• Functional Programmers know where to find a job when they finish their Ph.D. Companies are actively recruiting at ICFP. Get a free dinner when you sign up for an interview!
  • A considerable part of the program consists of new ideas to make programming easier,  libraries, tools and programming idioms. These are exactly what real programmers and companies need, in order to be convinced to adopt FP.
If the research community values talks about these topics too, then you get more research effort spent on them. More real world programming tools, means more real world programmers. More real world programmers means more researchers!

Of course, there is more to a community than just conferences and workshops, certainly if there is more to that community than just academics.  Haskell is the undisputed flagship of the FP community. This language was designed by a committee and is especially welcoming to outsiders:
  • There is a tremendous amount of activity on the Haskell mailing lists (Haskell and Haskell-Cafe): on October 10 I counted 83 messages versus the 7 messages on Prolog's main discussion forum comp.lang.prolog.
  • The haskell.org portal website bundles almost everything there is to know about the language: papers, systems, tools, companies, tutorials and wikis with explanations about language features and idioms,...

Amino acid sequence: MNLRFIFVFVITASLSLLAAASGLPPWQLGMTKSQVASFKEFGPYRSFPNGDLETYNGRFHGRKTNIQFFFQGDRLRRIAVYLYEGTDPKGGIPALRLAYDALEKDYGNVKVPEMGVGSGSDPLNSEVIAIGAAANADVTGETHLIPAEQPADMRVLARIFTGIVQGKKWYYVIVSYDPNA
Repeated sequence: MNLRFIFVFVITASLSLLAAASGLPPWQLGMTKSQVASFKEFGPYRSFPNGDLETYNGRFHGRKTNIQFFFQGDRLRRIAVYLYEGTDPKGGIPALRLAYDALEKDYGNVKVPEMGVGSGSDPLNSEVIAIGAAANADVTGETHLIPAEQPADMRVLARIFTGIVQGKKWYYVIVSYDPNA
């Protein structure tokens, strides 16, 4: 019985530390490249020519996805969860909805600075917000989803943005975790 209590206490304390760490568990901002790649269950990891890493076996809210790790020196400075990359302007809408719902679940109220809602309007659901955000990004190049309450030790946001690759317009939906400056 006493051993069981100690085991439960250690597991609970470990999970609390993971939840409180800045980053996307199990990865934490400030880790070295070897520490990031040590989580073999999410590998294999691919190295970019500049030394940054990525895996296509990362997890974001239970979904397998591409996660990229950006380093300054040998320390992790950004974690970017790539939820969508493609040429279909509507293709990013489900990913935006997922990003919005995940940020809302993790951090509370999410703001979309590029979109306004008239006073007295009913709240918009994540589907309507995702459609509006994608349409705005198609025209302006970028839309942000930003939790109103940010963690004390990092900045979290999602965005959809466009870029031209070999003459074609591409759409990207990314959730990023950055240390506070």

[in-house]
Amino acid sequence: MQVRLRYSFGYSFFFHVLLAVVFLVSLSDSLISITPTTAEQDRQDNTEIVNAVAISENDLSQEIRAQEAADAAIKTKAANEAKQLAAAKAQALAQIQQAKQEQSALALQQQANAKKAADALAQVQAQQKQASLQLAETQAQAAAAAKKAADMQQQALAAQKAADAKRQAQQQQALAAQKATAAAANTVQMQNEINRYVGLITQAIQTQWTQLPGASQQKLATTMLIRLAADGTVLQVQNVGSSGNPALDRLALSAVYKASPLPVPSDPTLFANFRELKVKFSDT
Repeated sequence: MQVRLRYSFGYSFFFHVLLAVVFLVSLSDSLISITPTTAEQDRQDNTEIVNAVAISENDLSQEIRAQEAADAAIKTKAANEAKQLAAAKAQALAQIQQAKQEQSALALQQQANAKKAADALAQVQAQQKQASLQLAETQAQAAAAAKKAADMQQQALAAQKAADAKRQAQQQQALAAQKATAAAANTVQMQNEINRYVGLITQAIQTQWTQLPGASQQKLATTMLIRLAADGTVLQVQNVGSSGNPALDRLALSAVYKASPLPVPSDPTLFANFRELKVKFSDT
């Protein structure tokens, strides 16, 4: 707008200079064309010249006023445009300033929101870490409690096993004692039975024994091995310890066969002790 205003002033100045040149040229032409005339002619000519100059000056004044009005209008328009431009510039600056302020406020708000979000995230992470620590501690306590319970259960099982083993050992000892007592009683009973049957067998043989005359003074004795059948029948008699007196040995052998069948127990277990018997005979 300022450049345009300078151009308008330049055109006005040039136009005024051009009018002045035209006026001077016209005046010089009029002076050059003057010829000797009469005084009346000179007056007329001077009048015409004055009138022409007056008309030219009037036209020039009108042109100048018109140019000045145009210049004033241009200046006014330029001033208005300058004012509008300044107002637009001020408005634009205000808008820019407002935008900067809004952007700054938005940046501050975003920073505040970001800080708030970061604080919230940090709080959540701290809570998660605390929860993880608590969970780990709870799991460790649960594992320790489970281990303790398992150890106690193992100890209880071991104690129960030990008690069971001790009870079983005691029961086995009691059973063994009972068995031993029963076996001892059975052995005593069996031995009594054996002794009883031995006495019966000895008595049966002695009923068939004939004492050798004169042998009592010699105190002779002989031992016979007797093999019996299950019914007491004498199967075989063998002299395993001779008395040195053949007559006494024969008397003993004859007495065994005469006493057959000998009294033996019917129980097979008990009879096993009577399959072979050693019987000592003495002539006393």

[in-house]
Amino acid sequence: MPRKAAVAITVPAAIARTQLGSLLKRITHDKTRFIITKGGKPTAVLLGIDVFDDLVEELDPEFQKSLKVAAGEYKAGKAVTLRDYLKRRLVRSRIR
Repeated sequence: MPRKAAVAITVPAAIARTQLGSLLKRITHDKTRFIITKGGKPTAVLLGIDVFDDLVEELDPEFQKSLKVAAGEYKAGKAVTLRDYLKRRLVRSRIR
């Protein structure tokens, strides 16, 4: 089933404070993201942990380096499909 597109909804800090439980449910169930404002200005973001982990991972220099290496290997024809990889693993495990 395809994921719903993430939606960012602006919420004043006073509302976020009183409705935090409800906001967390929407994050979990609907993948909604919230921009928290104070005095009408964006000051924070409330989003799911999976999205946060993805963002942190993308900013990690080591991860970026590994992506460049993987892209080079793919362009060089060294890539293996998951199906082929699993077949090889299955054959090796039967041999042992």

• There is a central repository (hackage) for all kinds of libraries and projects.
  • Missed a symposium or FP user group meetings to know what's going on? Simply catch up on Google Video! For example, all the Haskell 2007 workshop talks are on-line. In comparison, if found only two videos on Prolog which weren't even by LP people.
Everyone can step right in to contribute; in fact, the community insists that you join the fray. There is no central authority, no equivalent of the ALP, to tell people what to do or what not. You don't need permission to update the website or to add another project to hackage.  It works: the open source community around Haskell is growing and making Haskell into a viable alternative for mainstream languages. These days libraries are a major factor for adopting a language, and Haskell is getting them through its growing open source community, its Google Summer of Code projects and its hacking marathon co-located with ICFP, not to mention the researchers who can actually publish their work on libraries for real-world problems. The snowball was tiny when it was first thrown, but it's become a real avalanche now! And the Haskell community sure is fanning the flames.